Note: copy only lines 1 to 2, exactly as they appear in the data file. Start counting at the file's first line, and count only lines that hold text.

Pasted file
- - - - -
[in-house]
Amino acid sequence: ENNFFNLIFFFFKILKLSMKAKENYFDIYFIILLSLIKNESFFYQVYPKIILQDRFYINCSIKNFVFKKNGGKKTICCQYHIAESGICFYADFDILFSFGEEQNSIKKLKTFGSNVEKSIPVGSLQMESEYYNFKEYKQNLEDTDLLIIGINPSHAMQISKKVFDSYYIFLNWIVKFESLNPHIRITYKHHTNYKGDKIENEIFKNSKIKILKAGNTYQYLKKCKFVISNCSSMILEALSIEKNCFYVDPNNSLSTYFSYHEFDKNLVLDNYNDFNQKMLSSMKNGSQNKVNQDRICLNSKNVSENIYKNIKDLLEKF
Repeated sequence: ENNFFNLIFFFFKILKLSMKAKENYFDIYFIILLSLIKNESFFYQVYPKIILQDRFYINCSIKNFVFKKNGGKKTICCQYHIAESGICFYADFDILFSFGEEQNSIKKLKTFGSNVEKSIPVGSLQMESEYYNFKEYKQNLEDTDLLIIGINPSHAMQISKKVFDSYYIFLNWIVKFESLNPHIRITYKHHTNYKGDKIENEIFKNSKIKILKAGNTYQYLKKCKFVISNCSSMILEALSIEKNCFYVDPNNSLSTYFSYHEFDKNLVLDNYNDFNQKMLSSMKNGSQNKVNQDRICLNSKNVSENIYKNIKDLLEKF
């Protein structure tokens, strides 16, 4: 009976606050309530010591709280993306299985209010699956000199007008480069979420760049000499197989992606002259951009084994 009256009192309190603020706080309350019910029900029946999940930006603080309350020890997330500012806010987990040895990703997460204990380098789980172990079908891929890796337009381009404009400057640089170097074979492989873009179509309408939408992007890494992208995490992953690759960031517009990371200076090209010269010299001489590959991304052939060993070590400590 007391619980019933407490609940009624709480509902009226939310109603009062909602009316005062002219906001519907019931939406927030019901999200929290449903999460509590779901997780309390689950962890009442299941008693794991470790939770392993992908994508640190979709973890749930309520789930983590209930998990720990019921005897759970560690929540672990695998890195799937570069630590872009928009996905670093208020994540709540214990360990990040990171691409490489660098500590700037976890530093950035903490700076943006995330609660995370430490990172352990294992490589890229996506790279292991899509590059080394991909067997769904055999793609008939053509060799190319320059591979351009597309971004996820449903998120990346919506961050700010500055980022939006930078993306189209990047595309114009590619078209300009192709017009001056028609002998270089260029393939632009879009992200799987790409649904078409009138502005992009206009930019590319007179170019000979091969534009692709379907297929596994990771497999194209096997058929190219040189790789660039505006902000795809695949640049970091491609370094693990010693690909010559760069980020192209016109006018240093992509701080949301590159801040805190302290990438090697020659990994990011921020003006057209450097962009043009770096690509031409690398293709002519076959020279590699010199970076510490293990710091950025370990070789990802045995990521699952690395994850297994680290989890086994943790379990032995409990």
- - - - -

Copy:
[in-house]
Amino acid sequence: ENNFFNLIFFFFKILKLSMKAKENYFDIYFIILLSLIKNESFFYQVYPKIILQDRFYINCSIKNFVFKKNGGKKTICCQYHIAESGICFYADFDILFSFGEEQNSIKKLKTFGSNVEKSIPVGSLQMESEYYNFKEYKQNLEDTDLLIIGINPSHAMQISKKVFDSYYIFLNWIVKFESLNPHIRITYKHHTNYKGDKIENEIFKNSKIKILKAGNTYQYLKKCKFVISNCSSMILEALSIEKNCFYVDPNNSLSTYFSYHEFDKNLVLDNYNDFNQKMLSSMKNGSQNKVNQDRICLNSKNVSENIYKNIKDLLEKF